Patrick Tolchard

Patrick Tolchard, 29


Life Story: Patrick Tolchard went back to school to help finance his business. A year after graduating from Medicine Hat College with a bachelor of science in ecotourism and outdoor leadership in 2013, Tolchard, who grew up in Pitt Meadows, moved to Radium Hot Springs. His boyfriend had bought the town’s only pub, Horsethief Creek Pub and Eatery, and Tolchard worked in sales and marketing for a whitewater rafting company and then for Fairmont Hot Springs Resort as a special events coordinator.

When a former classmate, Krista Berg, visited the area to ski in 2014, the two began talking about opening a zipline park. They leased a derelict theme park and converted it to an ecotourism adventure and education destination. To qualify for grants through the JMH&Co Start Up Company Pitch Competition, Tolchard re-enrolled at Medicine Hat College and obtained a diploma in entrepreneurship. In May 2017, he won $10,000 in the competition, plus a year of accounting services and the company’s first tax return from Johnston Morrison Hunter & Co., the accounting firm that sponsors the competition. They also received funding from Futurpreneur and from private investors. The park opened to the public on July 21.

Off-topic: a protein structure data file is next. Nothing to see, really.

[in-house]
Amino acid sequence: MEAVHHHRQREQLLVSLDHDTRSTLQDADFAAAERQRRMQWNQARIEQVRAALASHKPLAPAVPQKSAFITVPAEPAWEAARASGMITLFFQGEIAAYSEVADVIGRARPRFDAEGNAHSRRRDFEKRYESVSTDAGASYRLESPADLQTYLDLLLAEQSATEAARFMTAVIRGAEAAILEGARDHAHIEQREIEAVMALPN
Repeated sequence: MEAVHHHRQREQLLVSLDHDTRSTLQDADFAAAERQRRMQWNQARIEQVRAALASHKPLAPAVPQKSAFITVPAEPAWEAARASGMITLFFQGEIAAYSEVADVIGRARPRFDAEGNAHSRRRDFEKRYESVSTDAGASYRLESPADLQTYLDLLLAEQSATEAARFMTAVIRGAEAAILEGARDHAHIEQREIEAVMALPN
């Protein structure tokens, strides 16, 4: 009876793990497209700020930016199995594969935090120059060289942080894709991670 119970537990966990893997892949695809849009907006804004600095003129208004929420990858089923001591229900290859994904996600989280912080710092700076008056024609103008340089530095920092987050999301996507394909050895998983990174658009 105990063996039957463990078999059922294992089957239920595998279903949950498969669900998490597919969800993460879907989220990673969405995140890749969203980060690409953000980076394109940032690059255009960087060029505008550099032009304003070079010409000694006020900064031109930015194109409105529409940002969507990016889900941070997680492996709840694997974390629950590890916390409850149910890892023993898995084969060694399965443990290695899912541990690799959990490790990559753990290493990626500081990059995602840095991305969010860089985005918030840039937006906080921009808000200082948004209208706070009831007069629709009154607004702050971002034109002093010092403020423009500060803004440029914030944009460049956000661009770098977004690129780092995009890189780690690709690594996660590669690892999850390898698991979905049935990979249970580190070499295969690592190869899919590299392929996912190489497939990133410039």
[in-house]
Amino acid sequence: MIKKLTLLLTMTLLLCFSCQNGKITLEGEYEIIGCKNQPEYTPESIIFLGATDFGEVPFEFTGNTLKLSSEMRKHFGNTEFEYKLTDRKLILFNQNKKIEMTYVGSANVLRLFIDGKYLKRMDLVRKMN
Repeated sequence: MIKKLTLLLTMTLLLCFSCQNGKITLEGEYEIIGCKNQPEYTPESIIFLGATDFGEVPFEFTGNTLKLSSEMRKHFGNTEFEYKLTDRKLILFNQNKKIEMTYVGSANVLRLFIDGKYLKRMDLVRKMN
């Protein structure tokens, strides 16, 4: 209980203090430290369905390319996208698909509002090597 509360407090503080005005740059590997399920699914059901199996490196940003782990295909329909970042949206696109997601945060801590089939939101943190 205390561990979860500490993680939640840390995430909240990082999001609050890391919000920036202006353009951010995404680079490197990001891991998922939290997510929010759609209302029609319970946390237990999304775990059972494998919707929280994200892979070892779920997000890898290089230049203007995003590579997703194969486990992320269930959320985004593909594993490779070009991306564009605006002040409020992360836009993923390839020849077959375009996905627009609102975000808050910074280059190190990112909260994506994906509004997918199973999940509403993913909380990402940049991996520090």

The Bottom Line: Recognized as Rising Star Business of the Year by the Columbia Valley Chamber of Commerce in October, Valley Zipline did $100,000 in tour sales in five weeks of operation, with 2018 sales projections of $343,000. It expects to add three to five members to the 18 full-time staff.

What’s the best advice you ever received?
If it was easy, everyone would be doing it.

My favourite book, album, song, movie or TV show is…
Silent Spring by Rachel Carson. My other favourite book is The Immortal Life of Henrietta Lacks. It’s another science book, which is all about hela cells and genetic testing.

Who is your role model or mentor?
My sister. She’s always been my role model and mentor from a young age because she left home after graduation and has travelled the world ever since. She’s definitely been a support system in all my endeavours.

What’s your biggest regret?
One thing growing up was caring more about what others think versus being myself. I founded a nonprofit organization when I was in school. That was a really big turning point for me growing up, teaching me to be me and work hard and make yourself proud. Don’t worry about what others think.

A little-known fact about me is…
I founded and was president of the Medicine Hat Pride Association. I started that in 2012. It’s a nonprofit that’s still operating today. It brings support and equality to Medicine Hat through events, support groups and education programs.